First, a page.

As the Portland marijuana ordinance goes into effect, and the discussion has pivoted to statewide legalization in Maine, now is the time to examine what this policy path could mean for Maine.
Many Mainers may think marijuana policy doesn’t really impact them in their daily lives. However, there are many risks to public health and public safety that could be created or worsened by bad marijuana policy.
As December is National Drunk and Drugged Driving Prevention Month, a timely issue to consider is marijuana-impaired driving.
Proponents of the Portland marijuana ordinance ran a series of campaign ads on buses that framed marijuana as a “safe” and harmless drug. One ad suggested that marijuana doesn’t make the person using the drug “rowdy or reckless.”
Can one really say that driving while impaired by marijuana isn’t reckless?
It is, of course, a reckless decision that doesn’t just put at risk the driver, but also passengers and other motorists on the road.
Marijuana-impaired driving is already an issue in Maine without the drug being legalized. Data collected by the Maine Department of Transportation from January 2009 through August 2010 shows that in the impaired driving cases where a drug recognition expert was called in, cannabinoids, the drug class that includes marijuana, ranked as the number one drug found.
The fact is there already is a serious issue with marijuana-impaired driving in Maine. A policy of legalization could worsen the issue by putting more marijuana-impaired drivers on the road. The experience in Washington state validates that concern.
A recent report from the Associated Press that appeared in the Seattle Times on Nov. 21 provides that early cautionary tale.
Figures that were reported by the Washington State Patrol show that in the first six months of 2013, 745 people tested positive for marijuana. A majority of positive tests were over the legal limit established in Washington, which is 5 nanograms of active THC per milliliter of blood.
Washington was typically seeing 1,000 motorists test positive during the course of a full year before recreational marijuana was legalized in that state. Six months in and they are already at three-quarters of that figure. And research shows that there are very valid concerns for having marijuana-impaired motorists on the road.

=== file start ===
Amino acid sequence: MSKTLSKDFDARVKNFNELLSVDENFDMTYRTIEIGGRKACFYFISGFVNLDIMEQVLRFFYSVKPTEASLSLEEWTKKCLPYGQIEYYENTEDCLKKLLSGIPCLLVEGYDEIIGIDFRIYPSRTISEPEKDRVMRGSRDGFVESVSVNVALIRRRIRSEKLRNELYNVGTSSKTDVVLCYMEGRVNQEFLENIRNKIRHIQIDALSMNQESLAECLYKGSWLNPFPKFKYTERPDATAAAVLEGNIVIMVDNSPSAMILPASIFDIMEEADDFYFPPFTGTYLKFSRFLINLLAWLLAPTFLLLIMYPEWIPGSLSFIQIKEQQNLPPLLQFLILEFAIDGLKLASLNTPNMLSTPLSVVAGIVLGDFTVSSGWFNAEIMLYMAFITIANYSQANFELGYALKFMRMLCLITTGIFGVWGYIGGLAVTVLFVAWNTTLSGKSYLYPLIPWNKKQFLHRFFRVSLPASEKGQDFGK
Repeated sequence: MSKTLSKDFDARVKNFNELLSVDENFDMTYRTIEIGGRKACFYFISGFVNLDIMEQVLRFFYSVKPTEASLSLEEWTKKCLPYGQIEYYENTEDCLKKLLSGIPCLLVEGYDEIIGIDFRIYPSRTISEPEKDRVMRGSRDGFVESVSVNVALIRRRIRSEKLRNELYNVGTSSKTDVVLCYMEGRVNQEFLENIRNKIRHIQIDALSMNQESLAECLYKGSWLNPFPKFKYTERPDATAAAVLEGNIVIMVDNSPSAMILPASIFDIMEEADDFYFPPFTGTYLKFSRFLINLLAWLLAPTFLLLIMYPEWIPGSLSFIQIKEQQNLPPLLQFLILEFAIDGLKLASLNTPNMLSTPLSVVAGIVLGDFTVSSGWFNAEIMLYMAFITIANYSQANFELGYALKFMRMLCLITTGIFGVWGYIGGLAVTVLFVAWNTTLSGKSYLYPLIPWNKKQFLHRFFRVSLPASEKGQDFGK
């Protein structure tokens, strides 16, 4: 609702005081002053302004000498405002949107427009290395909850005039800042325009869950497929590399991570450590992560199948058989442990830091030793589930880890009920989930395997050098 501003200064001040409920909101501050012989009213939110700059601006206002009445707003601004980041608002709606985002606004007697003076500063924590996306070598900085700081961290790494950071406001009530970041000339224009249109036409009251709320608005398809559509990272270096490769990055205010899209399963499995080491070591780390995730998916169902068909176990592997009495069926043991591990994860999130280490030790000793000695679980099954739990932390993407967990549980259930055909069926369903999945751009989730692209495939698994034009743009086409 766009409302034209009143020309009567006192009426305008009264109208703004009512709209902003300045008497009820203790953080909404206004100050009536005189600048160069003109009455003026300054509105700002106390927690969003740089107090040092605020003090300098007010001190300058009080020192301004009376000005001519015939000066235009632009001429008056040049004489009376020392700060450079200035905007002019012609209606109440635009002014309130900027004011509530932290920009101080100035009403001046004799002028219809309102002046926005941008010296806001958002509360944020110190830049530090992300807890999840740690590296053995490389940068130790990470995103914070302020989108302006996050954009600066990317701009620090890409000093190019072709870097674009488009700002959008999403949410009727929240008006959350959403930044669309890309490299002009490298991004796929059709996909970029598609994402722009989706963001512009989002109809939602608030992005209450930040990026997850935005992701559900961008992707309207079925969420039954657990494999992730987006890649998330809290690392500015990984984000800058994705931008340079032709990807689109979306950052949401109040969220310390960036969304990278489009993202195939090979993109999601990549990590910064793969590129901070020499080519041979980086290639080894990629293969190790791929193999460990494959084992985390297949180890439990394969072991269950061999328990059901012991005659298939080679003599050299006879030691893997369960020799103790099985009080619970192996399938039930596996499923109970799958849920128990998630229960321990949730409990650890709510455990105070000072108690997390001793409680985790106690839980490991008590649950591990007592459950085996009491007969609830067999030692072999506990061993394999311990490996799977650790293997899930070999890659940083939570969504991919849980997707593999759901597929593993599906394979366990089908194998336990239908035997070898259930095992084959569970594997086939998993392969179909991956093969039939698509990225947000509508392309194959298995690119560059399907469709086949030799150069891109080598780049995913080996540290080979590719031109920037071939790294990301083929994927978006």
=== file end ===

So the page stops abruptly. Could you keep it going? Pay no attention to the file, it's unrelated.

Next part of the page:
There is a myth that exists that suggests driving under the influence of marijuana is no big deal and doesn’t really cause issues for driving. The science is very clear on this. Marijuana does significantly impair driving abilities.
For most people, a single potent dose of marijuana is going to compromise fundamental driving skills. The typical adverse effect of that single dose is going to be diminished psychomotor performance. Psychomotor skills are essential for the basics of driving — steering, braking and shifting between gears.
Pair that with studies that show that attentiveness, vigilance and perception of time and speed are also affected by the use of marijuana.
That combination of impacts to driving skills is likely why we see the risk of car crashes increase dramatically when marijuana is added to the equation.
Again, the science is clear. Research shows that heavy marijuana use is linked to an increased risk of motor vehicle crashes. In fact, some studies suggest that risk doubles under the influence of marijuana.
Some drivers, under the influence of marijuana, will attempt to compensate for their impairment. They may drive slower or leave more space between their car and the car ahead of them. However, these compensations will not help when faced with an unexpected hazard or event on the road.
We live in a state with moose and deer crossing our roads, and icy, wintry roads for months out of the year. Unexpected hazards can abound. Policies that would put more motorists on the road with marijuana in the mix would not be a smart approach for Maine.
We all deserve safe roadways as we commute and travel in Maine. We should all work together to continue to address our current impaired driving issues by crafting smart policies that reduce and discourage it.
What we should not do is entertain policies that will increase impaired driving and increase risks to Mainers everywhere. That road would be the “wrong way” for Maine.
Scott M. Gagnon is the substance abuse prevention manager for Healthy Androscoggin, the Drug Free Communities coalition serving Androscoggin County. He also serves as the chairman for the Maine Alliance to Prevent Substance Abuse Steering Committee. Scott is leading SAM’s affiliation in Maine.